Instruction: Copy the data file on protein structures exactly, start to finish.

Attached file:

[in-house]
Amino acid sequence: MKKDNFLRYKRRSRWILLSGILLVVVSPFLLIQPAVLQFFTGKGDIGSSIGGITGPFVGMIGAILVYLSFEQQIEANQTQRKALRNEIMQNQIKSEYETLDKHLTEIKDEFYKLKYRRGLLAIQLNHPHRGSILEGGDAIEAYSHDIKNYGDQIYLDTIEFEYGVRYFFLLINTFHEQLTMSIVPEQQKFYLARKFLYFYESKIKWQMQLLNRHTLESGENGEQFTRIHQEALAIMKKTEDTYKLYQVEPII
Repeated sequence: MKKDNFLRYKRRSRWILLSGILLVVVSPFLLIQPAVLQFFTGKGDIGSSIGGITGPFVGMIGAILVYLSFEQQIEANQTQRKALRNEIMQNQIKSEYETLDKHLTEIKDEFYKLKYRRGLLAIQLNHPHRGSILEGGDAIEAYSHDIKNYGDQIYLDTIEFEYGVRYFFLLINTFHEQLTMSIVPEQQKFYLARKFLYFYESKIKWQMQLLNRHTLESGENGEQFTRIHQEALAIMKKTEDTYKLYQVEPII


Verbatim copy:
[in-house]
Amino acid sequence: MKKDNFLRYKRRSRWILLSGILLVVVSPFLLIQPAVLQFFTGKGDIGSSIGGITGPFVGMIGAILVYLSFEQQIEANQTQRKALRNEIMQNQIKSEYETLDKHLTEIKDEFYKLKYRRGLLAIQLNHPHRGSILEGGDAIEAYSHDIKNYGDQIYLDTIEFEYGVRYFFLLINTFHEQLTMSIVPEQQKFYLARKFLYFYESKIKWQMQLLNRHTLESGENGEQFTRIHQEALAIMKKTEDTYKLYQVEPII
Repeated sequence: MKKDNFLRYKRRSRWILLSGILLVVVSPFLLIQPAVLQFFTGKGDIGSSIGGITGPFVGMIGAILVYLSFEQQIEANQTQRKALRNEIMQNQIKSEYETLDKHLTEIKDEFYKLKYRRGLLAIQLNHPHRGSILEGGDAIEAYSHDIKNYGDQIYLDTIEFEYGVRYFFLLINTFHEQLTMSIVPEQQKFYLARKFLYFYESKIKWQMQLLNRHTLESGENGEQFTRIHQEALAIMKKTEDTYKLYQVEPII